HEALTH Secretary Alan Johnson is to hold talks with Schools Secretary Ed Balls over concerns that school closures linked to the swine flu outbreak could impinge on pupils sitting crucial exams.
Paignton community college was closed on Wednesday and 340 pupils and staff issued with the anti-viral medicine Tamiflu. The school is due to be closed until May 11, to ensure the outbreak has been dealt with.
However, with exams for GCSEs, AS and A Levels due in the coming weeks, there are fears more schools and colleges will be shut if the disease spreads.
Speaking in the House of Commons, East Devon MP Hugo Swire called on the Government to ensure official examination are not affected.
""Many schoolchildren and their parents in Devon and elsewhere will be very concerned about this,"" Mr Swire said. ""Not least if there is an extension in terms of quarantining schools that may have these outbreaks.""
He called on Mr Johnson to consult Mr Balls to ""ensure that there is provision for those who are barred from attending school when it comes to their exams"".
Mr Johnson said he would hold talks, but added that ""at the moment it is far too early to be thinking about that"".
""We are looking to isolate and contain this, which means it makes sense to close the school in these circumstances.
""I hope that other schools will not be affected, in Paignton or anywhere else, but we need to look at this on the basis of which phase of the situation we are in at the moment, and the advice of the local education authority and teachers.
""We will also have to deal with the situation around exams, which we dealt with during the floods a couple of years ago, as part of those measures."" The Department for Children, Schools and Families has issued guidance to all schools and local authorities on planning for, and responding to, pandemic flu.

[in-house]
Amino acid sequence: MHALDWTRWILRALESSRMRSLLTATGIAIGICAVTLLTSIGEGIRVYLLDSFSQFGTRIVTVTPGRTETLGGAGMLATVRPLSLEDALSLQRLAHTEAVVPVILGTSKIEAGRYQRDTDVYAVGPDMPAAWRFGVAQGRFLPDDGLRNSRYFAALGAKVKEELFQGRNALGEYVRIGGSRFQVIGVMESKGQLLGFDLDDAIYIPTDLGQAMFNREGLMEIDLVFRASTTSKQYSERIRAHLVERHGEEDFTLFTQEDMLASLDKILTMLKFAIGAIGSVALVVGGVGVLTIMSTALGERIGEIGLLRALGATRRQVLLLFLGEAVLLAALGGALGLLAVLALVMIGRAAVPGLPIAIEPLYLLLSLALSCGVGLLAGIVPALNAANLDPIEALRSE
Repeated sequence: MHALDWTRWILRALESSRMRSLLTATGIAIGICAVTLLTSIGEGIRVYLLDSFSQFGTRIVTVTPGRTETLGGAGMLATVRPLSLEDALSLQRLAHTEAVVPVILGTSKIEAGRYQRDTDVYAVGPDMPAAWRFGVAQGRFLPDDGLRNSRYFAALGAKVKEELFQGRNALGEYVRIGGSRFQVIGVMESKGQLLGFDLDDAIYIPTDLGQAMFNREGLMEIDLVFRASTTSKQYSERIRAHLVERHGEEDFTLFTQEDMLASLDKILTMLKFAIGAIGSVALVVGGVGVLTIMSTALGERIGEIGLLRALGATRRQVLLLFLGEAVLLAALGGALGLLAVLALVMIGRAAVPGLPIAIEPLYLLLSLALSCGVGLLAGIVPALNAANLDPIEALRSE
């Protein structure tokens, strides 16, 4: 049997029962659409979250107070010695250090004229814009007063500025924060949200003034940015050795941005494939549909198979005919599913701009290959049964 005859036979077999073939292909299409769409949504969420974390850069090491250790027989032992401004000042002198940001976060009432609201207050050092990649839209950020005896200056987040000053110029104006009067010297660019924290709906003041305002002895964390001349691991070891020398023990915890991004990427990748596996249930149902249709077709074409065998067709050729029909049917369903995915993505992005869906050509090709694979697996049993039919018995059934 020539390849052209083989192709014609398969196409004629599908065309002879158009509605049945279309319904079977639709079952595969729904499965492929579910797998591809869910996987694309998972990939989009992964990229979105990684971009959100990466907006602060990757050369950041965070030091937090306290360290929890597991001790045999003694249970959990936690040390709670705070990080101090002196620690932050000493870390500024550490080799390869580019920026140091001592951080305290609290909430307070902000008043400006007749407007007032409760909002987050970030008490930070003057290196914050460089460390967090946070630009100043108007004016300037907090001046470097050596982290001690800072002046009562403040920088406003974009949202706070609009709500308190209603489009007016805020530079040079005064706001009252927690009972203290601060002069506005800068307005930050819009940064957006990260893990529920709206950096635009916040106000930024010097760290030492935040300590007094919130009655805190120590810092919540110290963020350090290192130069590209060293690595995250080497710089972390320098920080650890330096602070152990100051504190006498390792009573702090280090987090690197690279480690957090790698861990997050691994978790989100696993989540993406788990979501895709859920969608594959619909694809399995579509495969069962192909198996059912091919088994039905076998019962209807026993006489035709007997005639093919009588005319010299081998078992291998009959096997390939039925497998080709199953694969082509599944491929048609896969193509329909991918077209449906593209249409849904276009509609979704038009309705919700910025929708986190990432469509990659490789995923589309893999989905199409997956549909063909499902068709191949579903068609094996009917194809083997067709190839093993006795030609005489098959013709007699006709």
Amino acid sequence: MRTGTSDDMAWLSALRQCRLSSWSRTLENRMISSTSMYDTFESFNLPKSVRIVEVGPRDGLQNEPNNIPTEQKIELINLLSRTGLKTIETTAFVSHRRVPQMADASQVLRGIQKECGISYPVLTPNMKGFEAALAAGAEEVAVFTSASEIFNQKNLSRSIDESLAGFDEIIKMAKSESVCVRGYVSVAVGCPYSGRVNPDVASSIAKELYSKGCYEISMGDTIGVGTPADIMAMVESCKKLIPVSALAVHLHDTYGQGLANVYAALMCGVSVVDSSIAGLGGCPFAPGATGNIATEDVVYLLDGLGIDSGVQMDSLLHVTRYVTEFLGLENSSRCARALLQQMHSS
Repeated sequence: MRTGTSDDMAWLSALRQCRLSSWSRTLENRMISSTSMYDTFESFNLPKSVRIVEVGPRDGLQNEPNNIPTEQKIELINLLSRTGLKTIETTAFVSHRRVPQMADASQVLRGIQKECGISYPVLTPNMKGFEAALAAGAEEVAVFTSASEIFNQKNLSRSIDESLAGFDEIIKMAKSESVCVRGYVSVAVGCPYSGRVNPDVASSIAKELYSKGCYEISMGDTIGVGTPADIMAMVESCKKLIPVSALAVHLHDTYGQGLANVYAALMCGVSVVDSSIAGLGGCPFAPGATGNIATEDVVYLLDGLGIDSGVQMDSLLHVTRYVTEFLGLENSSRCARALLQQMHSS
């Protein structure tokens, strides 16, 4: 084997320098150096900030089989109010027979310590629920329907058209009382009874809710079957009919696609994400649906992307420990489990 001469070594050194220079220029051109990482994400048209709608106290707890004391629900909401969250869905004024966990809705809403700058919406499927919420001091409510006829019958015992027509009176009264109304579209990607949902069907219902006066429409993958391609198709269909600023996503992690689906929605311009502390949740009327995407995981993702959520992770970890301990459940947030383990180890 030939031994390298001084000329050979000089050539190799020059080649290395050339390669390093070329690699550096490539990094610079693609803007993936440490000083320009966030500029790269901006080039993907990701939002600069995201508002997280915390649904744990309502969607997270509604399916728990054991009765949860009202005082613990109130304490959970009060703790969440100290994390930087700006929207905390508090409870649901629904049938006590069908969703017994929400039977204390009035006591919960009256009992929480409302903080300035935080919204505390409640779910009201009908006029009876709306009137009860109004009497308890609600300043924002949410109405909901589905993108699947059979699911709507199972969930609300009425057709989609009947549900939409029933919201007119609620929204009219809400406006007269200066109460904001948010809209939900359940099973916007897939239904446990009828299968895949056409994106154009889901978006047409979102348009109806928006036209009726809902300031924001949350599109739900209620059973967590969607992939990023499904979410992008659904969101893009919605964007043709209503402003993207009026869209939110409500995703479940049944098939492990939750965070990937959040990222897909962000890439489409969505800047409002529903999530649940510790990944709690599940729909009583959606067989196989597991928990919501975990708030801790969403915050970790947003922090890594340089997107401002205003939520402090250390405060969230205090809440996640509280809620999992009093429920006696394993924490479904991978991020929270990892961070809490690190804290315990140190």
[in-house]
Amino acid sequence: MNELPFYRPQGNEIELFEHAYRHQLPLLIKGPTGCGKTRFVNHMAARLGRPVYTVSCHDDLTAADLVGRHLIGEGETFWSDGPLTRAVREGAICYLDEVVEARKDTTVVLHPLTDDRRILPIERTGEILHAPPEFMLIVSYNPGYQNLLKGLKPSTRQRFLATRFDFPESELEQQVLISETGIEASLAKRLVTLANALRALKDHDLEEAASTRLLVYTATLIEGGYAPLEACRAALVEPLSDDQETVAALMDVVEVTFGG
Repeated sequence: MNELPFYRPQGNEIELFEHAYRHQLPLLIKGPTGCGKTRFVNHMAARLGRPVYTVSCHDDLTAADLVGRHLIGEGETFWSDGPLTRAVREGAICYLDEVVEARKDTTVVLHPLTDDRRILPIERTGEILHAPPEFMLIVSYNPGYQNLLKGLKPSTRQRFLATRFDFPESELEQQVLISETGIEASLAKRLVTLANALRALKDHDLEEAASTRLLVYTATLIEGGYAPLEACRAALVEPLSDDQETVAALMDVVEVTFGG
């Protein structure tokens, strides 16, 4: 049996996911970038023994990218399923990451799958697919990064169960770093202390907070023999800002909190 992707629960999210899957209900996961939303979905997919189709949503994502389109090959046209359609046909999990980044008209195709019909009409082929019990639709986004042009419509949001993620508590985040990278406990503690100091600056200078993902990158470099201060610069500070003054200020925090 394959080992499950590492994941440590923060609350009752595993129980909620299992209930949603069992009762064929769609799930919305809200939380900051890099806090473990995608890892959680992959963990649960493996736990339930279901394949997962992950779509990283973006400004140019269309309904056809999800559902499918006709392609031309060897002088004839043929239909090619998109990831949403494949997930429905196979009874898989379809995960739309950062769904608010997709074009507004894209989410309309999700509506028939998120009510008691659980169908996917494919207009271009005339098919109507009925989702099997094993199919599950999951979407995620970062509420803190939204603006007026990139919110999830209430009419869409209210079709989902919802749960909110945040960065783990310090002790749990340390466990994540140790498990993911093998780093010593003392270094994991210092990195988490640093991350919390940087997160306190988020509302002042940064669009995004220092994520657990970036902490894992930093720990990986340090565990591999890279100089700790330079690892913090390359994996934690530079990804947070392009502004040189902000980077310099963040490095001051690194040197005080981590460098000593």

A spokesman said: ""While one school has closed in Devon due to a confirmed case we would expect schools and children's services to be operating normally as long as there are no potential cases.
""We cannot say at this stage whether schools are likely to have to close in the event of this becoming a pandemic and spreading in the UK. We would decide at the appropriate time, taking account of the best available medical advice, and acting in the best interests of children and young people.""
Schools ministers continue to monitor the situation through existing cross-Government arrangements.
Officials also stress that exams watchdog Ofqual and the exam awarding bodies have developed business continuity plans to deal with situations like this.
It excludes giving ""special consideration"" when a student misses an exam through illness or other reasons.
""Guidance will be made available to schools and colleges should the situation escalate to ensure exams continue to go as smoothly as possible,"" the spokesman added.